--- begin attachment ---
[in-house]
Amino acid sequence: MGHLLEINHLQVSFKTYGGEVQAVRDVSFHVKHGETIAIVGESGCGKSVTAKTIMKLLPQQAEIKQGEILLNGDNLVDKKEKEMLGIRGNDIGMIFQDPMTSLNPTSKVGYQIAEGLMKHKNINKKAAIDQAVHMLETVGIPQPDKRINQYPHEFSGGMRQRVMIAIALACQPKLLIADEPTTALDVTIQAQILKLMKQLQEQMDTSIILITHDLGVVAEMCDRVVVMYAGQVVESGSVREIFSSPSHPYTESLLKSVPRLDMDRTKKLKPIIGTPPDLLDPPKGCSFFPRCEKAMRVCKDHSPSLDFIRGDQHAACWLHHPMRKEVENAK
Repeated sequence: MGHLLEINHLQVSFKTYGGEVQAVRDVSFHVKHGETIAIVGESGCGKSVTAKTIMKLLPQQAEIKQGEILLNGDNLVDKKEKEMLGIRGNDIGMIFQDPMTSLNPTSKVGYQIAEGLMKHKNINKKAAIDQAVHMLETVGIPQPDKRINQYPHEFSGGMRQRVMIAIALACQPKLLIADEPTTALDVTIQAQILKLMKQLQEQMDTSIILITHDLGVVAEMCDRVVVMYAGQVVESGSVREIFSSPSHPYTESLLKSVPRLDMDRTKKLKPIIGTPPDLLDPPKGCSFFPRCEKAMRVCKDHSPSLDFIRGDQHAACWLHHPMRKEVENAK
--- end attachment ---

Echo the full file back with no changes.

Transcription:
[in-house]
Amino acid sequence: MGHLLEINHLQVSFKTYGGEVQAVRDVSFHVKHGETIAIVGESGCGKSVTAKTIMKLLPQQAEIKQGEILLNGDNLVDKKEKEMLGIRGNDIGMIFQDPMTSLNPTSKVGYQIAEGLMKHKNINKKAAIDQAVHMLETVGIPQPDKRINQYPHEFSGGMRQRVMIAIALACQPKLLIADEPTTALDVTIQAQILKLMKQLQEQMDTSIILITHDLGVVAEMCDRVVVMYAGQVVESGSVREIFSSPSHPYTESLLKSVPRLDMDRTKKLKPIIGTPPDLLDPPKGCSFFPRCEKAMRVCKDHSPSLDFIRGDQHAACWLHHPMRKEVENAK
Repeated sequence: MGHLLEINHLQVSFKTYGGEVQAVRDVSFHVKHGETIAIVGESGCGKSVTAKTIMKLLPQQAEIKQGEILLNGDNLVDKKEKEMLGIRGNDIGMIFQDPMTSLNPTSKVGYQIAEGLMKHKNINKKAAIDQAVHMLETVGIPQPDKRINQYPHEFSGGMRQRVMIAIALACQPKLLIADEPTTALDVTIQAQILKLMKQLQEQMDTSIILITHDLGVVAEMCDRVVVMYAGQVVESGSVREIFSSPSHPYTESLLKSVPRLDMDRTKKLKPIIGTPPDLLDPPKGCSFFPRCEKAMRVCKDHSPSLDFIRGDQHAACWLHHPMRKEVENAK